That sense of loyalty is a holy grail for HR. Retention continues to plague employers as the talent market continues to tighten.  The cost of turnover is steep, with the average cost of losing one employee amounting to 1.5 times the employee’s salary. As Reynolds says, it’s about building that connection and enhancing the employee experience, regardless of location, that really drives higher levels of retention.

Using employee surveys to drive change

Looking ahead to the future of HR at Morgan Properties, Reynolds says things are looking golden. She tells HRD that they’re prioritizing employee surveys to help enhance and inform the employee experience. Having had record participation in last year’s HR survey, something which all leaders know is near impossible, Reynolds says they’re developing this year’s initiatives off of the back of that data.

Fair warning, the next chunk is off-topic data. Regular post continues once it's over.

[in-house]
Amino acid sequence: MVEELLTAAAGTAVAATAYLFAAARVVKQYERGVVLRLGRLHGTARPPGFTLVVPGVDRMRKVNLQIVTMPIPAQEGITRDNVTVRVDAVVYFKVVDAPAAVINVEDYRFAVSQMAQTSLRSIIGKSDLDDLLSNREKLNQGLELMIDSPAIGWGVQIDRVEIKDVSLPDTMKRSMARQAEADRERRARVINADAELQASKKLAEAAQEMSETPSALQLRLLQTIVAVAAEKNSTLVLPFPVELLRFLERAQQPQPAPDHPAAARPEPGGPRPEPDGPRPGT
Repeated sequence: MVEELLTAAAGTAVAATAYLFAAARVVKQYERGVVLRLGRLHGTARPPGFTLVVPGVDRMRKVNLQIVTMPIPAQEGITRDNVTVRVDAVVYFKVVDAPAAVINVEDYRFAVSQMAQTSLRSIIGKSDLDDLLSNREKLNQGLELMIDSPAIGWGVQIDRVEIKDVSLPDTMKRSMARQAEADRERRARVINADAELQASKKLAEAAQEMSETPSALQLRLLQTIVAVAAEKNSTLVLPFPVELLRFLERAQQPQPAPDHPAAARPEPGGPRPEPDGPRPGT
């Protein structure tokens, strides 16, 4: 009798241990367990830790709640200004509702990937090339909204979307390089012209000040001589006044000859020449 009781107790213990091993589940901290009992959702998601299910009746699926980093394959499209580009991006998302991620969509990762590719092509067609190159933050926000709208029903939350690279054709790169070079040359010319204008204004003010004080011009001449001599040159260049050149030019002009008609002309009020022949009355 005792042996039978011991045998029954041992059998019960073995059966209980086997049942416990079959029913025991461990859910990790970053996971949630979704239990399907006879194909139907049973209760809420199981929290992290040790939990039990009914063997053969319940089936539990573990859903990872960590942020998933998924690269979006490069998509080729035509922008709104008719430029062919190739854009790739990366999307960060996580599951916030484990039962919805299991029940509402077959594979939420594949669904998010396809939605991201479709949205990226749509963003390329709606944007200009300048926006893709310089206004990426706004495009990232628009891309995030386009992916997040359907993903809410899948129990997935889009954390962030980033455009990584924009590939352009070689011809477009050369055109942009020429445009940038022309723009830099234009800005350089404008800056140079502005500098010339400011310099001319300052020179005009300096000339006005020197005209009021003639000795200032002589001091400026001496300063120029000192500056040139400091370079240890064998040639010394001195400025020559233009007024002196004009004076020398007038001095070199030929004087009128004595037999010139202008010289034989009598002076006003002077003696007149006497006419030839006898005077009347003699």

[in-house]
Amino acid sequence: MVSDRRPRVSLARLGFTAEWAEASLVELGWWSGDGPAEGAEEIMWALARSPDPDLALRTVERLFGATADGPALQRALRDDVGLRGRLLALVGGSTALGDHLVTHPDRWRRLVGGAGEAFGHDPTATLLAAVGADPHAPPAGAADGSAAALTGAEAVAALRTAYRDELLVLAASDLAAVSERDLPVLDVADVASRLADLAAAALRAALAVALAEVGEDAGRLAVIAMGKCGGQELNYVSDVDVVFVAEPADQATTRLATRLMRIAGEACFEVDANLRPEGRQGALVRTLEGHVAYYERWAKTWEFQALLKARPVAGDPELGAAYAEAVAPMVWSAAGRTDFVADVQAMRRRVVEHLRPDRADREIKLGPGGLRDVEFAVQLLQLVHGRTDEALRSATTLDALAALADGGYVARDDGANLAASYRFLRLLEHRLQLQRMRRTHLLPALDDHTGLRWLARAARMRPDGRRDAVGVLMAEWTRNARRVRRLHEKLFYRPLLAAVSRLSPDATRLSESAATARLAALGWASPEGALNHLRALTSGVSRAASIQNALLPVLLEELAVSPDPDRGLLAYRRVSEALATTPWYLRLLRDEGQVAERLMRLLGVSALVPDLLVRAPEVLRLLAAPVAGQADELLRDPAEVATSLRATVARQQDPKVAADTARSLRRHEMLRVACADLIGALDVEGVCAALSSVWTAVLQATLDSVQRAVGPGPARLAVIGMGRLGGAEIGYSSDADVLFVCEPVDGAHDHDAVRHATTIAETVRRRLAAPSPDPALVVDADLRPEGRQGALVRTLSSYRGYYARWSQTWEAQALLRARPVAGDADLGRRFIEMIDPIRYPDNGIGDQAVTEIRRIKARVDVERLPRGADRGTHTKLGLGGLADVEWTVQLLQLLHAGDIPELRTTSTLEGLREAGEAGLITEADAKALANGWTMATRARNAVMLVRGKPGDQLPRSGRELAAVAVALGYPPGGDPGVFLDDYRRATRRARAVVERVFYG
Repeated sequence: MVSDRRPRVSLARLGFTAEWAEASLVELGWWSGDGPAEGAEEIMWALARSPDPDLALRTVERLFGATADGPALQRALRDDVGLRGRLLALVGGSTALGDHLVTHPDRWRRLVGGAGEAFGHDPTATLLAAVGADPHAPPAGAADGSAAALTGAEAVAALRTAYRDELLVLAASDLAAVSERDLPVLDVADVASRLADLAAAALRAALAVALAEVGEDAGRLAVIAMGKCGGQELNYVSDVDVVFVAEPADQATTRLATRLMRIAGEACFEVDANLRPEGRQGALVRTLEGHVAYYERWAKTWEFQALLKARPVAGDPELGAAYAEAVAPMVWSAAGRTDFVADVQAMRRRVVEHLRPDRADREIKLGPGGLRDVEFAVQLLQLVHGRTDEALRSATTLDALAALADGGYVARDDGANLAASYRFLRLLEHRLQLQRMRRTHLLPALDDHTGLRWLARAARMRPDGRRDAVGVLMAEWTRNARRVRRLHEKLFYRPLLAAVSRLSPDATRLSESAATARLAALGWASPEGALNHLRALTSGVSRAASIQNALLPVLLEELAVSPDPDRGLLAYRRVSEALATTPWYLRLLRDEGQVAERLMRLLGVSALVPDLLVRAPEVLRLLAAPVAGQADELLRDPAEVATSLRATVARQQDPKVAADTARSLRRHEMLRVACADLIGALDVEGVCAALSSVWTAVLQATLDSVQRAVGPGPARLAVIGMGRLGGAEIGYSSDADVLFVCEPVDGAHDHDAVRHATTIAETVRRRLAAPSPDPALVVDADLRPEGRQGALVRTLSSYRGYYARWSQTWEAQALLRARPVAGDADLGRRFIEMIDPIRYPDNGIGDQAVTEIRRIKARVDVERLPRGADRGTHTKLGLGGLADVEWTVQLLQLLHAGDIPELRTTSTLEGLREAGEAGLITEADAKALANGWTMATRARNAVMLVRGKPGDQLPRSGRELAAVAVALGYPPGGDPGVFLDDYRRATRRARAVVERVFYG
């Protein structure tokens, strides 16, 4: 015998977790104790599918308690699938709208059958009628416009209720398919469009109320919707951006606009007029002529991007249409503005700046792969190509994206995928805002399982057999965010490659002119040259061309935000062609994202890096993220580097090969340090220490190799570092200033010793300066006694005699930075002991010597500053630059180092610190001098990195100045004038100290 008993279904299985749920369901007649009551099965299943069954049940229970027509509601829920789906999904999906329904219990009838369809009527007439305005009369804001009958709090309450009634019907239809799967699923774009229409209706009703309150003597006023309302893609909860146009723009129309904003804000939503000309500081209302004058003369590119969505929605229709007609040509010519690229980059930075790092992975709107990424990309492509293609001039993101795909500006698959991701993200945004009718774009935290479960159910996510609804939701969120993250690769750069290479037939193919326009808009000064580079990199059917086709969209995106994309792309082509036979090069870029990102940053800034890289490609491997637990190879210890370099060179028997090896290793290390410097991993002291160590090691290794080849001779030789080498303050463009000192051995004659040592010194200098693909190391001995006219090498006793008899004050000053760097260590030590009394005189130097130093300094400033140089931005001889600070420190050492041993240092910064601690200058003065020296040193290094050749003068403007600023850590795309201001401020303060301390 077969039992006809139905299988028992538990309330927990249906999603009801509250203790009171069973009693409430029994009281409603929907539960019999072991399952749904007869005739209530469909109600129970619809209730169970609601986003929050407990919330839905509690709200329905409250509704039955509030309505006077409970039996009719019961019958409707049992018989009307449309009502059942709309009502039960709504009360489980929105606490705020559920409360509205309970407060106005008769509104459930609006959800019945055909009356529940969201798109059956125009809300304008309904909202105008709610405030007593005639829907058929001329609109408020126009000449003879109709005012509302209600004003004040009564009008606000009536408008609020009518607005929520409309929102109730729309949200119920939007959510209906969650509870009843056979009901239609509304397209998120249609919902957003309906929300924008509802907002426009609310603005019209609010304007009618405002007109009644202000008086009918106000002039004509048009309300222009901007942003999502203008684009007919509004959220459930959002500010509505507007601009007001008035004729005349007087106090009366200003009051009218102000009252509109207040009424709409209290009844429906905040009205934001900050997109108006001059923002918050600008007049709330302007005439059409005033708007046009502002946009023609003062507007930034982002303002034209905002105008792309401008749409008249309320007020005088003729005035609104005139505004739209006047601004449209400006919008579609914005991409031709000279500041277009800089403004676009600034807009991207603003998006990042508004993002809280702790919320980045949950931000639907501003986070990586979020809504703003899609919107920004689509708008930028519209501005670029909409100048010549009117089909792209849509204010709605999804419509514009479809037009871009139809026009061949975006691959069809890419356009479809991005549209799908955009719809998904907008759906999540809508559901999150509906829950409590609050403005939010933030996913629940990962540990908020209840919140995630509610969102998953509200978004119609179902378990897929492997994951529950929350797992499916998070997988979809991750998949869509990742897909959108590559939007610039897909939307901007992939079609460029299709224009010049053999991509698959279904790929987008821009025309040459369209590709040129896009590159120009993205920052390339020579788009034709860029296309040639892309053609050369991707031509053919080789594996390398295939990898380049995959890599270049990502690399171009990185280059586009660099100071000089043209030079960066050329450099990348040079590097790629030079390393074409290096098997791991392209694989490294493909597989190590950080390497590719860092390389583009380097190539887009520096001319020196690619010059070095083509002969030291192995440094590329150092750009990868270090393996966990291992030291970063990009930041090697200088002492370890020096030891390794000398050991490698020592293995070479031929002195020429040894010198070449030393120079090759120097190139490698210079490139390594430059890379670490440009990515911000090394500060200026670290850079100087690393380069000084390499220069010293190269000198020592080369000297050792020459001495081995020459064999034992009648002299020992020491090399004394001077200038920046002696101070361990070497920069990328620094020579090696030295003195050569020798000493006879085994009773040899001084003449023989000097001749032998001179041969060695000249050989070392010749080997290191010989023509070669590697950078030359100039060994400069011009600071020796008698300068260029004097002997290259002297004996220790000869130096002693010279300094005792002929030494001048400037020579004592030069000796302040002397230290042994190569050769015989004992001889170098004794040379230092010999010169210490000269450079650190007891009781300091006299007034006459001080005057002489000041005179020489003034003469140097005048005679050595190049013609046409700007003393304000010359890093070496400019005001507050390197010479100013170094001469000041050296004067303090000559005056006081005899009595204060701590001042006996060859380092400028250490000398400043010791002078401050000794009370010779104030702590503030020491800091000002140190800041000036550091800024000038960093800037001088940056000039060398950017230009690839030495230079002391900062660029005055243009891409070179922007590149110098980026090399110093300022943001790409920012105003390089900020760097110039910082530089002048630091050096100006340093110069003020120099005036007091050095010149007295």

“It's about culture and a meaningful experience for our employees, which allows us to attract and retain the best talent in property management. We know that our employees are multi-dimensional and, therefore, we are taking a multi-dimensional approach which includes working with managers to enhance the positives through opportunities for employees to grow and develop; offering ways to get involved in our Caring. Sharing. Giving volunteer initiatives; connecting and collaborating with one another in a human way through meaningful conversations and communications.

“Leaders across the organization have been tasked with really understanding the survey results for their department or location and taking action to enhance the employee experience.”